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Welform Reform Team Faces Tough Task

The experts who are meant to get Germany's health and pension systems back on their feet could come up with some tough medicine. But will the government act on it?


Germany's health system is nearly out of cash

Faced with a collapsing social welfare system and a populace divided on who should foot the bill, the German government presented a commission this week it hopes will find a solution by next Fall.

Headed by Bert Rürup, an economist whose expertise in pension matters has been drawn on by Helmut Kohl as well as Gerhard Schröder, its 26 members are drawn from academic and research institutions, as well as industry and the unions. The commission will have ten months to come up with proposals for a fundamental overhaul of the pension and health-care systems.

Rürup has said his aim is to push non-wage costs down to 40 percent from its present 41.7 percent while safeguarding the long-term viability of the welfare system. Andreas Esche from the Bertelsmann Stiftung, a leading German think-tank, told DW-WORLD that the commission can be seen as a statement of intent which the government will find difficult to back down from as well as providing the expertise necessary to tackle such complex issues.

The three pillars of the German welfare state

The commission’s brief covers three distinct areas: state pensions, state health insurance and home nursing care insurance. The government is already trying to encourage Germans to invest in their own supplementary pension plan with the introduction of the so-called “Riester Pension,“ named after earlier employment minister Walter Riester, which offers limited tax breaks for those signing up.

Health Minister Ulla Schmidt wants the commission to assess how well the system is working and recommend adjustments that will ensure present income covers both future payments and future investment requirements. Commission member Gert Wagner from the German Institute for Economic Research in Berlin told DW-WORLD that these could included raising retirement age - although that would depend on the economic situation as a whole - and a solidarity tax for wealthier pensioners.

Schmidt has said she intends to tackle health care reform before the end of next year. As state health insurers warn of soaring costs and huge impending deficits, the commission will be scrutinizing both demographic trends and technical advances in medicine to determine where costs can be cut without affecting basic health care provisions.

However, there is little doubt that state health insurers will have to cut back on what they are prepared to pay for. “We have to look at the range of services,“ Bernd Raffelhüschen, a member of the commission, said. “There’s no question of that.”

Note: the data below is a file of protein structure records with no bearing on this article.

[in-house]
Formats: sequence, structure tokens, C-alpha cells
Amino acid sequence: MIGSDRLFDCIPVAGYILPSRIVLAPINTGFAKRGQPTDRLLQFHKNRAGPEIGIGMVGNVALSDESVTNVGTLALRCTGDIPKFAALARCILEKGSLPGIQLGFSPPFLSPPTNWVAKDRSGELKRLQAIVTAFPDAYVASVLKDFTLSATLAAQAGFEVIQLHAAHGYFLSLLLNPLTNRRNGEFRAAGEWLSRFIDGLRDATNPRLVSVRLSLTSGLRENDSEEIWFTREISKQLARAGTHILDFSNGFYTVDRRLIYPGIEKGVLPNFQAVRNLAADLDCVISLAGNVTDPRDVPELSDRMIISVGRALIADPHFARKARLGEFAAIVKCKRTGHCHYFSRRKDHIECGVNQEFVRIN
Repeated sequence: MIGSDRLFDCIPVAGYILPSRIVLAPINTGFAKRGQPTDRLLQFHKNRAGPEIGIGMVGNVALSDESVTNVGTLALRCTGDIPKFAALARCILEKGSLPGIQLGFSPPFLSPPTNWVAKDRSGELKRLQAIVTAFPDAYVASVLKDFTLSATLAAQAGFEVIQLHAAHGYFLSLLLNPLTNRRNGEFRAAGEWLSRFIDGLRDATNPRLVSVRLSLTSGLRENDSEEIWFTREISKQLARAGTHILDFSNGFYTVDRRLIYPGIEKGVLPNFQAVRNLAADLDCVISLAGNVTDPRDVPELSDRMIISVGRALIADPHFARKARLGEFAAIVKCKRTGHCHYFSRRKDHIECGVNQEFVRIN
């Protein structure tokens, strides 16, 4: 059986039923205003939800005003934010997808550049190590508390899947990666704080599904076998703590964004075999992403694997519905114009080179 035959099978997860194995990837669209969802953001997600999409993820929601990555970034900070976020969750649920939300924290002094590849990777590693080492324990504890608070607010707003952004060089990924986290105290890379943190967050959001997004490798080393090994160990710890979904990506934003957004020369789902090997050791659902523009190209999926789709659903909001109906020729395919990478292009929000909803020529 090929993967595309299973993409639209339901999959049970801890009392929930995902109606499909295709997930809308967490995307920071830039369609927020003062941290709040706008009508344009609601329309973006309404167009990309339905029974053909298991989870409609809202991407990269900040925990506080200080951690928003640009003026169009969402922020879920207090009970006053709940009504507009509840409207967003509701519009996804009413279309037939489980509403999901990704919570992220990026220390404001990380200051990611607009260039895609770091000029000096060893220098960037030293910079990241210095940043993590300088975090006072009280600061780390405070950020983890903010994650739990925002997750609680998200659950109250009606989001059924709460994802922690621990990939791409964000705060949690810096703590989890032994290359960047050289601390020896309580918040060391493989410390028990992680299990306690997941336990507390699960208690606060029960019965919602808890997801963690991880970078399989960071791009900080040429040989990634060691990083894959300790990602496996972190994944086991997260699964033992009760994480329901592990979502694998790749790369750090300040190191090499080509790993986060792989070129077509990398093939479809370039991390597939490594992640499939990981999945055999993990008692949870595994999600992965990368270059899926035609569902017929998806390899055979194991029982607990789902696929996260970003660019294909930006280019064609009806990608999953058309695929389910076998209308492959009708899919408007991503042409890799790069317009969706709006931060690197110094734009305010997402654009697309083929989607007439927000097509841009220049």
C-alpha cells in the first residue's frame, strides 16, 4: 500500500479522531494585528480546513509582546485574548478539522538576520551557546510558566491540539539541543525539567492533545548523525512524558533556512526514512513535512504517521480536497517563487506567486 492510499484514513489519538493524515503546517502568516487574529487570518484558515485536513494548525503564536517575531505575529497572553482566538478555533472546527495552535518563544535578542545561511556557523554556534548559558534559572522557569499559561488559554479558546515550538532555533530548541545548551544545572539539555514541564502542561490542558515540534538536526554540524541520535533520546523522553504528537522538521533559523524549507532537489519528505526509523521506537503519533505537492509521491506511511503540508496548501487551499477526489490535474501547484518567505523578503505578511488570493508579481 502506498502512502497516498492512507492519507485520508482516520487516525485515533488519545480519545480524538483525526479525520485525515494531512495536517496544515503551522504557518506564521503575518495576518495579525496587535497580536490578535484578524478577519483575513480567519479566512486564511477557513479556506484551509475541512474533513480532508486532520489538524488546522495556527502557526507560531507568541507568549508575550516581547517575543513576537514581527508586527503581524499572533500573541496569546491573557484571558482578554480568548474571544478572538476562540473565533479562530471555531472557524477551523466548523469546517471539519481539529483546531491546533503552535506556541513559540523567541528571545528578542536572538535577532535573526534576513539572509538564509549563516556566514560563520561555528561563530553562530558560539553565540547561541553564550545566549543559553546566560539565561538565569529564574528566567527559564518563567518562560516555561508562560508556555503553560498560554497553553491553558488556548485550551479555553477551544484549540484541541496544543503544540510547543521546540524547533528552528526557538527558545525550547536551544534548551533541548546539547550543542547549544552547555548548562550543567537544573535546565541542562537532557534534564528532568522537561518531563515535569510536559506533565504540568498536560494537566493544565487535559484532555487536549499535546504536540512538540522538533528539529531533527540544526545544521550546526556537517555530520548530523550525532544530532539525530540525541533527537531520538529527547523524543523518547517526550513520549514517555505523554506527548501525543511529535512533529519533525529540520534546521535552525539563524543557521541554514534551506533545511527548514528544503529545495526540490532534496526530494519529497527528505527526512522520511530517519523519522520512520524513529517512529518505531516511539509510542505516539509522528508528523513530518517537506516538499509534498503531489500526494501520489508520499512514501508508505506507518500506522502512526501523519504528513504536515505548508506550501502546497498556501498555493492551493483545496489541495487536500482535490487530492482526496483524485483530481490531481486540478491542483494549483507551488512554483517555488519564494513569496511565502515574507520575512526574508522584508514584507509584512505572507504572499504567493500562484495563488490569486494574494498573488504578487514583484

Prevention is better than cure

Professor Bert Rürup

Professor Bert Rürup

Focusing more on preventative medicine rather than treatment could drastically reduce health care expenditure. This fits in with Rürup’s (photo) contention that people should take more responsibility for their own health.

Andreas Esche thinks the commission will also have to consider thornier issues such as whether a spouse and children should be covered by a family breadwinner’s health insurance, or whether the whole health care system could be financed in another way, like through taxation.

The greying of Germany

The ageing of Germany’s population means home nursing insurance will take on an ever greater significance, and the commission will have to consider ways of ensuring it can meet new demands whilst maintaining quality of care. Again, the introduction of private supplementary insurance is one possibility.

Rürup expects the commission to meet fierce opposition. “Social systems cannot be reformed through consensus," he says. Mindful of potential problems, Schmidt has warned the commission that its solutions have to be politically feasible. “I expect proposals which can be put into practice,” she said, adding that there was no guarantee that the government would adopt all the recommendations.

Before the commission makes any recommendations, however, it will have to achieve a consensus. Peter Hartz, who headed the commission for labour market reform before the last election, found that was no easy matter, and there is no guarantee of success for Bert Rurüp either. But, as Andreas Esche pointed out, if the Rürup team manages to come up with a social welfare system which is effective, affordable and transparent, it will be a German export winner.

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